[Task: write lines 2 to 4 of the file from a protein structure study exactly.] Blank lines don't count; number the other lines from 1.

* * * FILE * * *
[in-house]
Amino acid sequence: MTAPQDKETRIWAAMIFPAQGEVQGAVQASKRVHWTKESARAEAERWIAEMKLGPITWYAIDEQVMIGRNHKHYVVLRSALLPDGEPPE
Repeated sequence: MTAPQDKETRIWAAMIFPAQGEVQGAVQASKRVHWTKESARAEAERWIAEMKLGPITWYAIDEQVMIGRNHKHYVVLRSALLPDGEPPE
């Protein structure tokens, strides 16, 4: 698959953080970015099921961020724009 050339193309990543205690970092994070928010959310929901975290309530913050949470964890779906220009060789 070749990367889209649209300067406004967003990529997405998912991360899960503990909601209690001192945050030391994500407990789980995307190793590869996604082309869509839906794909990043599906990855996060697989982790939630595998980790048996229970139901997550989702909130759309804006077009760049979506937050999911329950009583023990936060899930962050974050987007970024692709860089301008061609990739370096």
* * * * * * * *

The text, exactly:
Amino acid sequence: MTAPQDKETRIWAAMIFPAQGEVQGAVQASKRVHWTKESARAEAERWIAEMKLGPITWYAIDEQVMIGRNHKHYVVLRSALLPDGEPPE
Repeated sequence: MTAPQDKETRIWAAMIFPAQGEVQGAVQASKRVHWTKESARAEAERWIAEMKLGPITWYAIDEQVMIGRNHKHYVVLRSALLPDGEPPE
């Protein structure tokens, strides 16, 4: 698959953080970015099921961020724009 050339193309990543205690970092994070928010959310929901975290309530913050949470964890779906220009060789 070749990367889209649209300067406004967003990529997405998912991360899960503990909601209690001192945050030391994500407990789980995307190793590869996604082309869509839906794909990043599906990855996060697989982790939630595998980790048996229970139901997550989702909130759309804006077009760049979506937050999911329950009583023990936060899930962050974050987007970024692709860089301008061609990739370096």